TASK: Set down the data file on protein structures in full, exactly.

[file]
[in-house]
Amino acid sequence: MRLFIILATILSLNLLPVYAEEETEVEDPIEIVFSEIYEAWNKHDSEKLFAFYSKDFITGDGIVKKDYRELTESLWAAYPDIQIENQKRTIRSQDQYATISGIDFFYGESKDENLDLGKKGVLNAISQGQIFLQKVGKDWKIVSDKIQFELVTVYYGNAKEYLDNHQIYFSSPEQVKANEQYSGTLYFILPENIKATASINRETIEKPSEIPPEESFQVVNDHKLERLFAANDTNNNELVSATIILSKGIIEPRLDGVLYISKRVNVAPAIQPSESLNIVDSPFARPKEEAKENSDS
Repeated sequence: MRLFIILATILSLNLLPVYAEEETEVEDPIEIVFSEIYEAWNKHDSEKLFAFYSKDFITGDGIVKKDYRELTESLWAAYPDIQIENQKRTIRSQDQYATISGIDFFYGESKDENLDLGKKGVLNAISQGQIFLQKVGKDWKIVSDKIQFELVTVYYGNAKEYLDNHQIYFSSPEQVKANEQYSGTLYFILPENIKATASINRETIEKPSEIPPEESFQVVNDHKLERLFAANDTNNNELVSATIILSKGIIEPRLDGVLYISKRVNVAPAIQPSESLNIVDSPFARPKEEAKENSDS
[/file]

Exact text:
[in-house]
Amino acid sequence: MRLFIILATILSLNLLPVYAEEETEVEDPIEIVFSEIYEAWNKHDSEKLFAFYSKDFITGDGIVKKDYRELTESLWAAYPDIQIENQKRTIRSQDQYATISGIDFFYGESKDENLDLGKKGVLNAISQGQIFLQKVGKDWKIVSDKIQFELVTVYYGNAKEYLDNHQIYFSSPEQVKANEQYSGTLYFILPENIKATASINRETIEKPSEIPPEESFQVVNDHKLERLFAANDTNNNELVSATIILSKGIIEPRLDGVLYISKRVNVAPAIQPSESLNIVDSPFARPKEEAKENSDS
Repeated sequence: MRLFIILATILSLNLLPVYAEEETEVEDPIEIVFSEIYEAWNKHDSEKLFAFYSKDFITGDGIVKKDYRELTESLWAAYPDIQIENQKRTIRSQDQYATISGIDFFYGESKDENLDLGKKGVLNAISQGQIFLQKVGKDWKIVSDKIQFELVTVYYGNAKEYLDNHQIYFSSPEQVKANEQYSGTLYFILPENIKATASINRETIEKPSEIPPEESFQVVNDHKLERLFAANDTNNNELVSATIILSKGIIEPRLDGVLYISKRVNVAPAIQPSESLNIVDSPFARPKEEAKENSDS